Frances M. WOLF, Plaintiff-Appellant, v. CAUSLEY TRUCKING, INC. and Gregory Causley, Defendants-Appellees.
Randy Rieck was Vice President and Director of Maintenance at Causley Trucking, Inc., a closely held corporation owned by Rieck's uncle, Gregory Causley. Causley Trucking purchased a life insurance policy on Rieck's life and agreed to pay Rieck's wife, Plaintiff Frances Wolf, “no less than the cash value of the policy” on Rieck's death. Following Rieck's death on August 7, 2014, the company paid Wolf $206,405.39. Believing that amount far less than the “cash value of the policy,” Wolf filed suit against Causley Trucking and Causley. In two separate orders—one granting a partial motion to dismiss and another granting summary judgment on the remaining claims—the district court disposed of Wolf's claims.
Factual Background. Randy Rieck began working at Causley Trucking in 1977. He would eventually rise to the position of Vice President. On November 30, 2004, Causley Trucking's Board of Directors adopted a Death Benefit Only Plan (“DBO Plan”) to provide death benefits “to the beneficiaries of the Corporation's eligible employees, if death occurs while the employee remains in the employment of the Corporation or has retired from employment after attaining age 65 with a minimum of 20 years of service.” R. 8, Ex. A, PID 118–20.
The DBO Plan provided that the “Board of Directors shall determine which employees, hereafter referred to as ‘Participants,’ are eligible for the Plan and the amount of death benefits payable on the life of each Participant under the Plan.” Id. The DBO Plan further stated that Causley Trucking “may wish to purchase life insurance policies” to ensure sufficient assets to “meet its obligation to pay the death benefits provided for under this Plan.” Id. Causley Trucking was “designated as owner and beneficiary of any such policies purchased and all rights and benefits accruing from such policies shall belong solely to [Causley Trucking]. The Participant shall have no rights or interest in such policies.” Id. Causley, as president of Causley Trucking, would be the administrator and fiduciary of the Plan. Id. Finally, the Plan provided that the “Plan's funding policy shall be that all the death benefits payable under the Plan shall be provided out of the general assets of [Causley Trucking]. Such general assets shall include any insurance proceeds received by the Corporation at the death of a Participant.” Id.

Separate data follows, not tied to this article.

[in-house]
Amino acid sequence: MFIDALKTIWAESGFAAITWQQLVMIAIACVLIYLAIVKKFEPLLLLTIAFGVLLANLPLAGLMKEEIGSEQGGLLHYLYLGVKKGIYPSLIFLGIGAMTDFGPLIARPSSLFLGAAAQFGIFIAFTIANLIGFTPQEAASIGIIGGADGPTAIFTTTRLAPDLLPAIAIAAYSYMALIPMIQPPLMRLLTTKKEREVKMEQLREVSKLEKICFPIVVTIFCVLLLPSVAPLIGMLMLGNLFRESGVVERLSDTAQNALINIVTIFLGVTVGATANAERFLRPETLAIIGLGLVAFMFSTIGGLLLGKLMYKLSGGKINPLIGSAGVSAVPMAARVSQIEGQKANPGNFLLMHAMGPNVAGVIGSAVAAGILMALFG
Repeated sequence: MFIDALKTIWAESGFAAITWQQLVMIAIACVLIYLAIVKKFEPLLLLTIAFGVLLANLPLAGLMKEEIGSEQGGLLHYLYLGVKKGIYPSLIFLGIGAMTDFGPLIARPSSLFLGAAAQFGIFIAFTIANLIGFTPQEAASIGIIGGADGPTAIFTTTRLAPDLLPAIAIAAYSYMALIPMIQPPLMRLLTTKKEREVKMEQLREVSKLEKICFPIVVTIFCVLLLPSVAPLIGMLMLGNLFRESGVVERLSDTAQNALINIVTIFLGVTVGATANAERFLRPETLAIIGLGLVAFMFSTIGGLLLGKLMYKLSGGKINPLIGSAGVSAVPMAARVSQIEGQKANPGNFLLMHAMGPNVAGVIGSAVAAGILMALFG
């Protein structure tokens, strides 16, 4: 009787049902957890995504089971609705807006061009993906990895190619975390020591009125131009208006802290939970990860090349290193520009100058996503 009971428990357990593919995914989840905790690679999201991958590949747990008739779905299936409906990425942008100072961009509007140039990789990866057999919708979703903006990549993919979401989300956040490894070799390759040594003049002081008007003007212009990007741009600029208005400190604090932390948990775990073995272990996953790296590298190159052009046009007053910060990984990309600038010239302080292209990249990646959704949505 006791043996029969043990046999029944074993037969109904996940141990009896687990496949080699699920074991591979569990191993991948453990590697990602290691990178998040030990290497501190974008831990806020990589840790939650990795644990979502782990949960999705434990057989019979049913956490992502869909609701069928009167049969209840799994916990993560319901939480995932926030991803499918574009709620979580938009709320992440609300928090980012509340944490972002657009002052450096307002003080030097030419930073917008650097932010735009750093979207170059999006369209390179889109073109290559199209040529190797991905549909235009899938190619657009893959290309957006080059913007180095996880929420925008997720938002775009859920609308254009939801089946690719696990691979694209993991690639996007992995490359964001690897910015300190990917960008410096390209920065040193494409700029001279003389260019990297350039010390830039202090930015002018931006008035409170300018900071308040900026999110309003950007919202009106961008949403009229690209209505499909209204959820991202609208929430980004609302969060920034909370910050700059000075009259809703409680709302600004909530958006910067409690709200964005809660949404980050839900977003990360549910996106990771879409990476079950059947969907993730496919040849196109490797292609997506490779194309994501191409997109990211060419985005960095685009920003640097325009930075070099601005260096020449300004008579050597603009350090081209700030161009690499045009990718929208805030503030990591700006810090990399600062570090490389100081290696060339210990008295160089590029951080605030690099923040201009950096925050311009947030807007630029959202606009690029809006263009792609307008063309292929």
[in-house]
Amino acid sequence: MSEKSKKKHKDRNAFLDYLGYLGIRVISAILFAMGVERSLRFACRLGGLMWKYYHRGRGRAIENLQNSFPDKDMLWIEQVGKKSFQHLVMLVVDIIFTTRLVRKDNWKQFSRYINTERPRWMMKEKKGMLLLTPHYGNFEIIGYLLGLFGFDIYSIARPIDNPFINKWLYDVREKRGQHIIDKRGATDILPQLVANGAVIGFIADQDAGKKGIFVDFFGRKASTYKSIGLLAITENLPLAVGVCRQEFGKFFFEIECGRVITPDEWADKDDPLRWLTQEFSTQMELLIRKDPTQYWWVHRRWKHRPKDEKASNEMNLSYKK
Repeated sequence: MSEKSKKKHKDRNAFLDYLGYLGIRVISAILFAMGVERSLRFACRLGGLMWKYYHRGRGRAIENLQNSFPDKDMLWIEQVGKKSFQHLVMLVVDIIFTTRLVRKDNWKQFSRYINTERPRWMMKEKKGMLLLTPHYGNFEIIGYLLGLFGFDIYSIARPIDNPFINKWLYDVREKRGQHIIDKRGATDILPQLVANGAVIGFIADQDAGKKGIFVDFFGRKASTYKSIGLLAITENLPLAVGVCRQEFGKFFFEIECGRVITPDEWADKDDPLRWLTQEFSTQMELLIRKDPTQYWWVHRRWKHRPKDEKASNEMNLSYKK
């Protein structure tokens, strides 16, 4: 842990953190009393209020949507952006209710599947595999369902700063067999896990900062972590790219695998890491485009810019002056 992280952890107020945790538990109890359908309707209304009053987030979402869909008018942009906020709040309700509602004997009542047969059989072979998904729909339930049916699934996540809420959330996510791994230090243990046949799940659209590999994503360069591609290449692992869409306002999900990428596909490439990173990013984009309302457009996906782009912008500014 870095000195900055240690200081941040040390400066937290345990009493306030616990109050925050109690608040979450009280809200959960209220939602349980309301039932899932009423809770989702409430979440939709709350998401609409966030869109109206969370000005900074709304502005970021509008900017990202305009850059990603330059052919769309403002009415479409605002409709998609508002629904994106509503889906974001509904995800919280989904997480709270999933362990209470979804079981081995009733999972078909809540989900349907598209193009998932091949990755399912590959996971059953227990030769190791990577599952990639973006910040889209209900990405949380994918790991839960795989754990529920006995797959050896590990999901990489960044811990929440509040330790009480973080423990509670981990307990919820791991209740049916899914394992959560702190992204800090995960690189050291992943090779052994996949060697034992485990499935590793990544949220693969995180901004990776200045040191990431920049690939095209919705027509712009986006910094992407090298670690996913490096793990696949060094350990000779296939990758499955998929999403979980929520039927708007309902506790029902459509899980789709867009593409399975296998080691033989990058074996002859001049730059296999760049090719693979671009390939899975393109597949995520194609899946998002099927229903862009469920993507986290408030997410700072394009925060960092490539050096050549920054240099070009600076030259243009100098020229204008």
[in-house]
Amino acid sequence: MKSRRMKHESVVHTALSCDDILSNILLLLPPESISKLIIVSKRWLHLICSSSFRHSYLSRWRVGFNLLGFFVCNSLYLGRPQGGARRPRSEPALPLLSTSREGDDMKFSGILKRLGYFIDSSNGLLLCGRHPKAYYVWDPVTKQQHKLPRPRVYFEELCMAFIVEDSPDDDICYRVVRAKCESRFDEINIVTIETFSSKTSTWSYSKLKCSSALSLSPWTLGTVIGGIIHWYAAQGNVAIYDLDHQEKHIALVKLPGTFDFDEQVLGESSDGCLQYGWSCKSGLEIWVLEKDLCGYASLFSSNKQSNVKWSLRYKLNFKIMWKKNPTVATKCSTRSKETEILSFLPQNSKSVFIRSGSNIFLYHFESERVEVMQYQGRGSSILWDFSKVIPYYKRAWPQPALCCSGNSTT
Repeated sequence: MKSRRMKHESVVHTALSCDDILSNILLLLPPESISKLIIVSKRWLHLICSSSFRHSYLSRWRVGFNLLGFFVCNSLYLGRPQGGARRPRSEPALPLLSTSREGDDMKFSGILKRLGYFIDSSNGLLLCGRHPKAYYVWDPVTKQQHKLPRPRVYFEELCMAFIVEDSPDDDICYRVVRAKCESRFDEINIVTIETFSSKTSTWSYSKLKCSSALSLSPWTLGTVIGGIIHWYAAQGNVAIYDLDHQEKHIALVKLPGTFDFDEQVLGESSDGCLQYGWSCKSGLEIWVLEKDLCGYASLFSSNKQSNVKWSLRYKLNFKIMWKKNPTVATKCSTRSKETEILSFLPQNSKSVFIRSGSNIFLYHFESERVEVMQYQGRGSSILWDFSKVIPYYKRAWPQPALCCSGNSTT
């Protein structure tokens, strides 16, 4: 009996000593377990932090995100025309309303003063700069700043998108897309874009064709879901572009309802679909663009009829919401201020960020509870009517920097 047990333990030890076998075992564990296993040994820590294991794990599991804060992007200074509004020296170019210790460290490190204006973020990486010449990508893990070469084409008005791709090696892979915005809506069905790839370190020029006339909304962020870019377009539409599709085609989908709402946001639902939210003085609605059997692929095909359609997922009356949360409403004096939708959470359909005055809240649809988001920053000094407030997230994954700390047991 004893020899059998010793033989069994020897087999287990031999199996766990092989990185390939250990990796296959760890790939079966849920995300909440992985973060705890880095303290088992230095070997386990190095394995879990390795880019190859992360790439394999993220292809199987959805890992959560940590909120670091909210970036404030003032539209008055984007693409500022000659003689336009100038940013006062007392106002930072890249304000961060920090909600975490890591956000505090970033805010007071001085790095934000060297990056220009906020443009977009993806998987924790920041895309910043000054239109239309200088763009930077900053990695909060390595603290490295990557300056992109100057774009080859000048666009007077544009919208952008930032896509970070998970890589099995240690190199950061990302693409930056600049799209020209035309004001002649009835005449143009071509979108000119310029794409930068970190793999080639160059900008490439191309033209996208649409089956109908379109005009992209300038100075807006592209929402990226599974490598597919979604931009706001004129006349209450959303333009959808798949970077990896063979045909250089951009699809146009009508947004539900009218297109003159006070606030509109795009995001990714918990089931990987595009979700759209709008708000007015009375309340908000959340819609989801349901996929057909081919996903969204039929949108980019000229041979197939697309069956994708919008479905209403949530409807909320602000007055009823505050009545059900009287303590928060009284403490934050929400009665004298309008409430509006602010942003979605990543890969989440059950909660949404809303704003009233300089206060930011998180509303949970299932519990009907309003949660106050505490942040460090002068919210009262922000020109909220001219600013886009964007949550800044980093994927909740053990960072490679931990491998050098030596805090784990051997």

Causley Trucking determined that Rieck was an eligible employee and entered into a death benefit only agreement with Rieck (“Rieck DBO Agreement”) on November 30, 2004. The Rieck DBO Agreement provided for “payments in the amount of no less than the cash value of the policy in equal installments over 10 years to the Participant's spouse while living.” R. 8, Ex. B, PID 122–23. The “policy” to which that provision refers is not stipulated in the agreement, but Wolf's claims all relate to a universal life insurance policy on Rieck's life that was purchased by Causley Trucking on November 17, 2004.
Rieck became stricken with cancer, and while her husband's health deteriorated, Wolf met with Causley to discuss the Rieck DBO Agreement. Causley informed Wolf that in the event of her husband's death, she would receive around $400,000. In a later meeting, after Rieck had died, Causley's estimate dropped to $300,000. The number changed a third time after Wolf asked for information on how the number was calculated—she was then told the benefit would be around $350,000. Ultimately, however, Causley Trucking paid Wolf a number below any of those forecasts: $206,405.39.